NATIONAL Women's Soccer League commissioner Lisa Baird resigned, caving to pressure for failing to probe sexual misconduct and abuse after a league coach was blasted for committing sexual coercion with his players.
Controversy erupted this week detailing North Carolina Courage coach Paul Riley’s alleged deplorable conduct with his female players, including two who went public claiming he coerced them and others to engage in sex with him and forced players to binge drink.
Baird wasn't the only one out the door.
NWSL general counsel Lisa Levine was also excused from her role.
'I OWED HIM'
Riley’s former players, Sinead Farrelly and Mana Shim, were two of a dozen players who came forward in a story in The Athletic accusing Riley of forcing them to have sex with them.
Meleana "Mana" Shim, who played under Riley with Farrelly on the Portland Thorns said: "I felt from the beginning like I owed him."
In one instance, Riley entreated Shim and Farrelly back to his apartment after a night of drinking and urged them to kiss each other as a way to spare the team from a grueling conditioning exercise, according to the publication.
COACH RILEY: NO SEX, JUST DRINKS
Riley responded in an email calling some of the allegations as "completely untrue."
He wrote: "I have never had sex with, or made sexual advances towards these players."
He said he had sometimes partaken in some nights out drinking with his players and occasionally covered their bar tabs, "but I do not take them out drinking."
Riley, who is 58 and hails from England, was fired as head coach of US women’s football club North Carolina Courage and his coaching license was suspended by the U.S. Soccer Federation.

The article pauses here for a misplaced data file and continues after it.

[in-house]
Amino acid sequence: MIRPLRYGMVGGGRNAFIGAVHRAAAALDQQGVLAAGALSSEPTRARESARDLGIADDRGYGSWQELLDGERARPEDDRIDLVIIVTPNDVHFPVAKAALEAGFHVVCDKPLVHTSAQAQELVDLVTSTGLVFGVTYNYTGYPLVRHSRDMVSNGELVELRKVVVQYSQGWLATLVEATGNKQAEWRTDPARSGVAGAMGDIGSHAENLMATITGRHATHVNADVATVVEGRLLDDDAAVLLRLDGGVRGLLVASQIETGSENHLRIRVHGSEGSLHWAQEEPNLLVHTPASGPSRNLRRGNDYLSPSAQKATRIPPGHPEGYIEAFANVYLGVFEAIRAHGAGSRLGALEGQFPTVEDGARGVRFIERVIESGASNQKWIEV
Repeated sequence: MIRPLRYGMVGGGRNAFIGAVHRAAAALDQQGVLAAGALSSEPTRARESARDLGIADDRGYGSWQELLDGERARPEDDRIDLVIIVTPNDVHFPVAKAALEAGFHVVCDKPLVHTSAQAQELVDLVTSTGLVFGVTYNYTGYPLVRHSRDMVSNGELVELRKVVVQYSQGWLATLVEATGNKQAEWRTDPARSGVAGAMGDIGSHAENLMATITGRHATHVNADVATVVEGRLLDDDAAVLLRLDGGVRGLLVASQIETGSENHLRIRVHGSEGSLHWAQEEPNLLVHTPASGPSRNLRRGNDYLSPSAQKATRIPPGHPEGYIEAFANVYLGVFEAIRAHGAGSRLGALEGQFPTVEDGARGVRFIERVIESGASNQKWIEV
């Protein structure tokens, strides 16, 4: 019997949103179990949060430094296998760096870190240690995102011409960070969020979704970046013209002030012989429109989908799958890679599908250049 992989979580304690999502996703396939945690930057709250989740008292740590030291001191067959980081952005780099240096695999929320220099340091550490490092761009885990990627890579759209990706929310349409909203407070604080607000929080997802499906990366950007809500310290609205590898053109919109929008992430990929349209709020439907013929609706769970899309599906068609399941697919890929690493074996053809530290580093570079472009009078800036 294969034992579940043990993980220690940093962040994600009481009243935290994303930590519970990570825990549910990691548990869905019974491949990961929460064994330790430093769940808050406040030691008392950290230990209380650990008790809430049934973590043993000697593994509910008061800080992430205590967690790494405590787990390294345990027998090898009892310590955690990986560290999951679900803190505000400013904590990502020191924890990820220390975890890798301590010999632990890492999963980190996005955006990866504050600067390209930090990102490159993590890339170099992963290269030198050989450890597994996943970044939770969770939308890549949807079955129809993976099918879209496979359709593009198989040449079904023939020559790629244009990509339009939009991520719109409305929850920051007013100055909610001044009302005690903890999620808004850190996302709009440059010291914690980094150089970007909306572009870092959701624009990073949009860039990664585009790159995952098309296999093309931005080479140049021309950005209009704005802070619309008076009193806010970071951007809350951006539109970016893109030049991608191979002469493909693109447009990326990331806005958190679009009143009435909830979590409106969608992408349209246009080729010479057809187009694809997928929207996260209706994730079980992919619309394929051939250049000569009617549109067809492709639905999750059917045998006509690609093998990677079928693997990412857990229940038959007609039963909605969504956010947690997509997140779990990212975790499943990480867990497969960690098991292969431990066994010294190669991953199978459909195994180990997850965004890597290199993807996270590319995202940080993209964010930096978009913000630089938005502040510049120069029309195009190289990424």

He had been named the head coach of the franchise back in 2016, the Wall Street Journal reported.
The team won the 2019 league championship by beating the Chicago Red Stars.
Sean Nahas has been named interim head coach of the Courage for the remainder of the season to replace Riley.
Late Friday night the league confirmed in a tweet that it had "received and accepted Lisa Baird's resignation as its commissioner."
TOO LITTLE, TOO LATE
Prior to tendering her resignation, Baird attempted to express contrition on the league's website.
"This week, and much of this season, has been incredibly traumatic for our players and staff, and I take full responsibility for the role I have played. I am so sorry for the pain so many are feeling," Baird wrote.
"Recognizing that trauma, we have decided not to take the field this weekend to give everyone some space to reflect.
"Business as usual isn't our concern right now.
"Our entire league has a great deal of healing to do, and our players deserve so much better."
She hoped the pause would be a first step to "collectively work to transform the culture of this league, something that is long overdue."
The league formally moved ahead to postpone all of Friday’s and this weekend's matches.
US Soccer said it is working to identify someone to investigate the allegations of “sexual coercion and misbehavior by Paul Riley” and promised to share the results publicly, according to a tweeted statement.
"We take seriously our responsibility to vigorously investigate the abhorrent behavior that has been reported and gain a full and frank understanding of the factors that allowed it to happen, and the changes that should be made to make sure it does not happen again," read a portion of the statement by US Soccer.
FIFA also confirmed that it has opened a preliminary investigation into the accusations against Riley and the handling of them.
"As part of this, FIFA will be reaching out to the respective parties, including U.S. Soccer and NWSL, for further information about the various safeguarding concerns and allegations of abuse that have been raised," according to FIFA's statement.
"When it comes to misconduct in football, we would like to reiterate that FIFA's position is clear: anyone found guilty of misconduct and abuse in football shall be brought to justice, sanctioned and removed from the game."
Star player Alex Morgan, who played for Riley at Portland years back, tweeted that the league was "informed" of Riley's allegations "multiple times."
“The league must accept responsibility for a process that failed to protect its own players from this abuse,” she tweeted.
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